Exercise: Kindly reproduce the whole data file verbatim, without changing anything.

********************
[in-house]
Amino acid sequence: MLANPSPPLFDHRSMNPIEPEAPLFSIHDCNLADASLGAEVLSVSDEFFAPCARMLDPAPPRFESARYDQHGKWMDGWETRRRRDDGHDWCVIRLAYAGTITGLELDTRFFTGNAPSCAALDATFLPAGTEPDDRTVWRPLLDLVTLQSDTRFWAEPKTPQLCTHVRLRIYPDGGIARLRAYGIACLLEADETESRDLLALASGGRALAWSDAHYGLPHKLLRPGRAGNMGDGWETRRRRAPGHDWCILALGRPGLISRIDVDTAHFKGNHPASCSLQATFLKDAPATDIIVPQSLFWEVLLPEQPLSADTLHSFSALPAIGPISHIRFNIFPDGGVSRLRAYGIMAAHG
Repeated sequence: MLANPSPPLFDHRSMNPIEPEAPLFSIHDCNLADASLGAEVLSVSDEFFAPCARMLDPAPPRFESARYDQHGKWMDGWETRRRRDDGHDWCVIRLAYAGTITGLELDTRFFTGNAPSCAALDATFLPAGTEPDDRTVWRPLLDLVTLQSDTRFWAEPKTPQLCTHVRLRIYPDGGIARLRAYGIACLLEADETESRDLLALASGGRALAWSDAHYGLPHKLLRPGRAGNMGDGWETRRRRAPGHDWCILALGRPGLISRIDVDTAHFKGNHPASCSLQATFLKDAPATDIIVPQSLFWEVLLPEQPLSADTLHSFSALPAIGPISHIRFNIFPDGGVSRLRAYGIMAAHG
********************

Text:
[in-house]
Amino acid sequence: MLANPSPPLFDHRSMNPIEPEAPLFSIHDCNLADASLGAEVLSVSDEFFAPCARMLDPAPPRFESARYDQHGKWMDGWETRRRRDDGHDWCVIRLAYAGTITGLELDTRFFTGNAPSCAALDATFLPAGTEPDDRTVWRPLLDLVTLQSDTRFWAEPKTPQLCTHVRLRIYPDGGIARLRAYGIACLLEADETESRDLLALASGGRALAWSDAHYGLPHKLLRPGRAGNMGDGWETRRRRAPGHDWCILALGRPGLISRIDVDTAHFKGNHPASCSLQATFLKDAPATDIIVPQSLFWEVLLPEQPLSADTLHSFSALPAIGPISHIRFNIFPDGGVSRLRAYGIMAAHG
Repeated sequence: MLANPSPPLFDHRSMNPIEPEAPLFSIHDCNLADASLGAEVLSVSDEFFAPCARMLDPAPPRFESARYDQHGKWMDGWETRRRRDDGHDWCVIRLAYAGTITGLELDTRFFTGNAPSCAALDATFLPAGTEPDDRTVWRPLLDLVTLQSDTRFWAEPKTPQLCTHVRLRIYPDGGIARLRAYGIACLLEADETESRDLLALASGGRALAWSDAHYGLPHKLLRPGRAGNMGDGWETRRRRAPGHDWCILALGRPGLISRIDVDTAHFKGNHPASCSLQATFLKDAPATDIIVPQSLFWEVLLPEQPLSADTLHSFSALPAIGPISHIRFNIFPDGGVSRLRAYGIMAAHG